My mind went back to a time at the beach three years before. She was standing on the sand, stunningly beautiful, in a bikini that showed off her body. She was watching the small terns and sanderlings running skittishly to and fro at the water’s edge, seemingly looking for something important in between the waves but never finding it. Much like her, I thought.

I had been lying on my towel gazing at her. Suddenly thousands of tiny, shimmering silver fish were tossed up on the beach by a large wave. The writhing piscine mass shone like a precious mantle covering the sand, sparkling in the sun. I had jumped off the towel and started scooping fish back into the sea. I looked up to see her staring at me quizzically.

“What are you doing?” she asked, “They’re just going to die anyway, you can’t save them all.”

I remembered the sense of disconnect; my wanting to save something, her not really caring. Was it her upbringing, I wondered? Her stiff-upper-lip British background? Did we come from different tribes, unable to bridge the gap? Or was she just focused on the superficial, not on the life beneath the surface? She was into clothes, shoes, fashion and fine food; her only charity-related activities were attending glittering Hamptons fund-raising cocktail parties.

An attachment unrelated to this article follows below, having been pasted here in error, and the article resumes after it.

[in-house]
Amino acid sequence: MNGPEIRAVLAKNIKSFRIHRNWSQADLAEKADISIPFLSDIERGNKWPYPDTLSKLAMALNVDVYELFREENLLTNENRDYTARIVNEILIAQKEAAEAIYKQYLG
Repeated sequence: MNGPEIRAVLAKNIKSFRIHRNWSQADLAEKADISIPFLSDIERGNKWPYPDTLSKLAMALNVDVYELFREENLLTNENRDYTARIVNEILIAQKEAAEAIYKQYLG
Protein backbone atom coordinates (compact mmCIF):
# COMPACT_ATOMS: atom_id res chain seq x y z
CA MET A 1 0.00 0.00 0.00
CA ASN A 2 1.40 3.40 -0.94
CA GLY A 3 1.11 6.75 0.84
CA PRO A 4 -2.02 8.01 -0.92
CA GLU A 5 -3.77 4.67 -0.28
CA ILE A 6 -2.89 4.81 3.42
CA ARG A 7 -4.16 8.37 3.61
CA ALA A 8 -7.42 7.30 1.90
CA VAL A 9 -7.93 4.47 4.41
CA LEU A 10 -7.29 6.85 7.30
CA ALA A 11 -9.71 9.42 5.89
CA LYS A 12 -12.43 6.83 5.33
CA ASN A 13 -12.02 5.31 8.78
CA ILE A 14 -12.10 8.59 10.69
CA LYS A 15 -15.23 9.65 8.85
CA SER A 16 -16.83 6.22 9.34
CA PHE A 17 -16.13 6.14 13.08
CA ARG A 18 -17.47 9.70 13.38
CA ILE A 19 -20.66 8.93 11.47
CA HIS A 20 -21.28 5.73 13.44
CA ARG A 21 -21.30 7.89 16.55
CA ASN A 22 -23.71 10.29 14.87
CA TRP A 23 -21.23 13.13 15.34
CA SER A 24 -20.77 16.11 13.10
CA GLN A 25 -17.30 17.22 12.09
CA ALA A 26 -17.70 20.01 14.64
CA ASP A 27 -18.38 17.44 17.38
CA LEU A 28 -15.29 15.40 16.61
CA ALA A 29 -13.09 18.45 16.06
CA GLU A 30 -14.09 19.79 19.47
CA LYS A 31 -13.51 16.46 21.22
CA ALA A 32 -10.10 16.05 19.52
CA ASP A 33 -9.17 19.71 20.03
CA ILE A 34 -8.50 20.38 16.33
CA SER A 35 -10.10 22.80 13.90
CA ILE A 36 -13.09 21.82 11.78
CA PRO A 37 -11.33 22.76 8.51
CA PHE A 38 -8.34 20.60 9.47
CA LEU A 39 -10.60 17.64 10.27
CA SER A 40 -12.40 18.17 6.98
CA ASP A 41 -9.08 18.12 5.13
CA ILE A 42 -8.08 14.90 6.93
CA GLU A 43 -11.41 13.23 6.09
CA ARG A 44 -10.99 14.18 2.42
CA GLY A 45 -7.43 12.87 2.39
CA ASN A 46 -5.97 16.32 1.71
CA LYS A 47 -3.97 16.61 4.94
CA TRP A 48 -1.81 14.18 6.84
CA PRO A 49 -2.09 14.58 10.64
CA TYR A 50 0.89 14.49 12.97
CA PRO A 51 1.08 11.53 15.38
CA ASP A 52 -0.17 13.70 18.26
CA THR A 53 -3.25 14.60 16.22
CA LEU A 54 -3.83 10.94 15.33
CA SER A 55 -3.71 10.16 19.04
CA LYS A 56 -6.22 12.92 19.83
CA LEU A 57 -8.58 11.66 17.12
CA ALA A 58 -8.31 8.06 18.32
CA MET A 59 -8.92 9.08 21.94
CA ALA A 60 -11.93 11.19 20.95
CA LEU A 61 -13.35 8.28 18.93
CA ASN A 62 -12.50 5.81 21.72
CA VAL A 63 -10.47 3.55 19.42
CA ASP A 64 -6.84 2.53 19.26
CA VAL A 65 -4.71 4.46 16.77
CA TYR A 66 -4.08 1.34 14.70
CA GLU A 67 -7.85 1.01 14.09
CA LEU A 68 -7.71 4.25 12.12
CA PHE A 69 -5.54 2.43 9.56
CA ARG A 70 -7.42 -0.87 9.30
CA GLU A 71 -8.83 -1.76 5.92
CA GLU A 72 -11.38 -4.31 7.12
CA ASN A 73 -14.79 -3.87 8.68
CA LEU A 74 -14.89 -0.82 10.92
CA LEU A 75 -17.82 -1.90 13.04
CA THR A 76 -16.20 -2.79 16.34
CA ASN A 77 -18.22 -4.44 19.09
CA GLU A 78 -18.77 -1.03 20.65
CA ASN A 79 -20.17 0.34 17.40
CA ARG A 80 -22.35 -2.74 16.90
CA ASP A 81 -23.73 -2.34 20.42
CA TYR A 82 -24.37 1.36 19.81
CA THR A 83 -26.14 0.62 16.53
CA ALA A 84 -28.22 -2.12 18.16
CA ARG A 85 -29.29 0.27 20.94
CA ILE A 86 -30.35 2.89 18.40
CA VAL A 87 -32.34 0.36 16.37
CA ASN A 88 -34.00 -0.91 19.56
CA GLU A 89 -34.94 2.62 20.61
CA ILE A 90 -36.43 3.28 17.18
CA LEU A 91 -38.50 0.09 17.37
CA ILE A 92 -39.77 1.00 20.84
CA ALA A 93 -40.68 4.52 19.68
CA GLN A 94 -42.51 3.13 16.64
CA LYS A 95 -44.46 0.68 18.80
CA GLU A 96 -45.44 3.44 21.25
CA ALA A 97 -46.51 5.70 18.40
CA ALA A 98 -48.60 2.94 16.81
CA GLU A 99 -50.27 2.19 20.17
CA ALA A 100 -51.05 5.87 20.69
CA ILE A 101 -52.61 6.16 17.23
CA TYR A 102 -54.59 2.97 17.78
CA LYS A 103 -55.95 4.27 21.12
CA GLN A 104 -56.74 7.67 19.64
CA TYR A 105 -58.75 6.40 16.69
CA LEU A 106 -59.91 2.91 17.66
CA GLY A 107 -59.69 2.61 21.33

Or was it simply the age-old divide between how men and women saw the world? It was moments like that one that had caused us to drift apart. My urges to save helpless sentient beings, her cool acceptance of how things were. Maybe I was the shallow one, I thought. Maybe I was the one lacking charity, judging her too harshly. I had wanted to love her, had started to love her, to care for her deeply, and then it all fell apart. It didn’t matter any more, I thought, bringing my mind back to the present moment.

She looked plainer than I remembered, but then she had always been good at appearances, at putting on just the right amount of makeup, just the right high-heeled boots, just the right faux-fur-trimmed vest. One time she had said, in her lilting English accent at a party where a man had hit on her, “Sometimes I wish I weren’t so boo-tiful.” I almost answered back, without thinking, “why would you wish that? That’s all you have.”